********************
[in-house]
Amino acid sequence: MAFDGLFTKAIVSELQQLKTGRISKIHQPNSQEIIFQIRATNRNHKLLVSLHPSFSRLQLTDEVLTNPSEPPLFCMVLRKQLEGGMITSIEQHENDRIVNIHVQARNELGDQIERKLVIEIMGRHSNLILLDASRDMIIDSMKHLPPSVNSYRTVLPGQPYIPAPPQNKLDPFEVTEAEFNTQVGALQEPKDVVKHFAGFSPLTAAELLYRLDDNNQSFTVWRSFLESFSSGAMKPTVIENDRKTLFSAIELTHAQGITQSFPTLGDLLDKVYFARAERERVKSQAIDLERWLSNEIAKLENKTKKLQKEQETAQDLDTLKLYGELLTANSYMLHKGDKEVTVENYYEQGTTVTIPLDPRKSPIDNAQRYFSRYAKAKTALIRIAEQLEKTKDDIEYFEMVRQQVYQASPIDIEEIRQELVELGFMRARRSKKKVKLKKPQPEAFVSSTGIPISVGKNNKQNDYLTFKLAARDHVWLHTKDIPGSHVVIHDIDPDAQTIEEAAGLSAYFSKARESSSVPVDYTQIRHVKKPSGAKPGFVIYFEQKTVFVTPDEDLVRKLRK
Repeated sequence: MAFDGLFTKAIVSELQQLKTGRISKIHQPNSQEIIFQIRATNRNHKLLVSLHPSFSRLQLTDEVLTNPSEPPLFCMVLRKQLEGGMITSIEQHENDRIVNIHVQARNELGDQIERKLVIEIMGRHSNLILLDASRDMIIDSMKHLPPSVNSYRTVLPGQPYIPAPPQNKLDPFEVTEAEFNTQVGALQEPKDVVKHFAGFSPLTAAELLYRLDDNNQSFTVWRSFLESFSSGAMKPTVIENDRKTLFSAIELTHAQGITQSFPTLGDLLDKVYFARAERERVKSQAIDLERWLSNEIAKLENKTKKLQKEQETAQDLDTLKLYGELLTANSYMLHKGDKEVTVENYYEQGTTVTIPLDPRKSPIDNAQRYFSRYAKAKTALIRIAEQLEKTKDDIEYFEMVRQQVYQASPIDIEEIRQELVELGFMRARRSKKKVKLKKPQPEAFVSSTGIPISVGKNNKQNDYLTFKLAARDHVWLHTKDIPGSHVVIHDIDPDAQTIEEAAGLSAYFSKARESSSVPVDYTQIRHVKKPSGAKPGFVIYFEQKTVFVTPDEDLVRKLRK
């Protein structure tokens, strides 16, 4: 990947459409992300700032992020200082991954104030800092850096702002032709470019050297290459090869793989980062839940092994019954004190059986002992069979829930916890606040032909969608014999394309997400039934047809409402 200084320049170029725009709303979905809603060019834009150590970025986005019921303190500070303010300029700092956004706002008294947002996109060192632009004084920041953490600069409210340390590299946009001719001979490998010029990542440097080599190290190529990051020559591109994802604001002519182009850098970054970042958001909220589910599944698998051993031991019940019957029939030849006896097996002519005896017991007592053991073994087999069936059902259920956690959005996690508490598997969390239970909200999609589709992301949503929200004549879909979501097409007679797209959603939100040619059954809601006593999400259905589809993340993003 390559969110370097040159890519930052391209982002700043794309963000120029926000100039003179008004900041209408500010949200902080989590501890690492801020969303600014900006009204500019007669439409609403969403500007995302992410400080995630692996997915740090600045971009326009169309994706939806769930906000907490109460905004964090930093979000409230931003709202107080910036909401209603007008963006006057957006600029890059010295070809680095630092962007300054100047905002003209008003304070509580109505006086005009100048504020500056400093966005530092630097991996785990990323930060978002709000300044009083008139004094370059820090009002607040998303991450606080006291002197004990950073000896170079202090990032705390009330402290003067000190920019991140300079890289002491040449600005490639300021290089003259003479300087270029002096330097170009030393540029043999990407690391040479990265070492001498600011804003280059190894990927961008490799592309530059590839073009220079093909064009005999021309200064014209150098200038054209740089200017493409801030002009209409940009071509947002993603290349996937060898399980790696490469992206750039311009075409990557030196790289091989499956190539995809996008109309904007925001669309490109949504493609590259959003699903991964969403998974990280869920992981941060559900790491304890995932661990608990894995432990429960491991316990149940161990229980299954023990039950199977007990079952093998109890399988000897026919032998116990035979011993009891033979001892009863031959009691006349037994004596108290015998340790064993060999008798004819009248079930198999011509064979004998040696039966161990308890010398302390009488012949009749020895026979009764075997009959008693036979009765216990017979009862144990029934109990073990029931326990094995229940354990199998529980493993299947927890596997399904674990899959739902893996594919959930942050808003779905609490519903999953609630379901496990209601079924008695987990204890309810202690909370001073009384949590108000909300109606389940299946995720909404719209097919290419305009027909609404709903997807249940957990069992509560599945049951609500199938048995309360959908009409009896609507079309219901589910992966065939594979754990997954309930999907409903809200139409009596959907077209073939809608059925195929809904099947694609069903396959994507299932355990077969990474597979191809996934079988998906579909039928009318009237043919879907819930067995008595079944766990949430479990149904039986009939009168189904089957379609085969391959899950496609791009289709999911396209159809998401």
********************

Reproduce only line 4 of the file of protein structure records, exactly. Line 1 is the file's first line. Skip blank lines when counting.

């Protein structure tokens, strides 16, 4: 990947459409992300700032992020200082991954104030800092850096702002032709470019050297290459090869793989980062839940092994019954004190059986002992069979829930916890606040032909969608014999394309997400039934047809409402 200084320049170029725009709303979905809603060019834009150590970025986005019921303190500070303010300029700092956004706002008294947002996109060192632009004084920041953490600069409210340390590299946009001719001979490998010029990542440097080599190290190529990051020559591109994802604001002519182009850098970054970042958001909220589910599944698998051993031991019940019957029939030849006896097996002519005896017991007592053991073994087999069936059902259920956690959005996690508490598997969390239970909200999609589709992301949503929200004549879909979501097409007679797209959603939100040619059954809601006593999400259905589809993340993003 390559969110370097040159890519930052391209982002700043794309963000120029926000100039003179008004900041209408500010949200902080989590501890690492801020969303600014900006009204500019007669439409609403969403500007995302992410400080995630692996997915740090600045971009326009169309994706939806769930906000907490109460905004964090930093979000409230931003709202107080910036909401209603007008963006006057957006600029890059010295070809680095630092962007300054100047905002003209008003304070509580109505006086005009100048504020500056400093966005530092630097991996785990990323930060978002709000300044009083008139004094370059820090009002607040998303991450606080006291002197004990950073000896170079202090990032705390009330402290003067000190920019991140300079890289002491040449600005490639300021290089003259003479300087270029002096330097170009030393540029043999990407690391040479990265070492001498600011804003280059190894990927961008490799592309530059590839073009220079093909064009005999021309200064014209150098200038054209740089200017493409801030002009209409940009071509947002993603290349996937060898399980790696490469992206750039311009075409990557030196790289091989499956190539995809996008109309904007925001669309490109949504493609590259959003699903991964969403998974990280869920992981941060559900790491304890995932661990608990894995432990429960491991316990149940161990229980299954023990039950199977007990079952093998109890399988000897026919032998116990035979011993009891033979001892009863031959009691006349037994004596108290015998340790064993060999008798004819009248079930198999011509064979004998040696039966161990308890010398302390009488012949009749020895026979009764075997009959008693036979009765216990017979009862144990029934109990073990029931326990094995229940354990199998529980493993299947927890596997399904674990899959739902893996594919959930942050808003779905609490519903999953609630379901496990209601079924008695987990204890309810202690909370001073009384949590108000909300109606389940299946995720909404719209097919290419305009027909609404709903997807249940957990069992509560599945049951609500199938048995309360959908009409009896609507079309219901589910992966065939594979754990997954309930999907409903809200139409009596959907077209073939809608059925195929809904099947694609069903396959994507299932355990077969990474597979191809996934079988998906579909039928009318009237043919879907819930067995008595079944766990949430479990149904039986009939009168189904089957379609085969391959899950496609791009289709999911396209159809998401």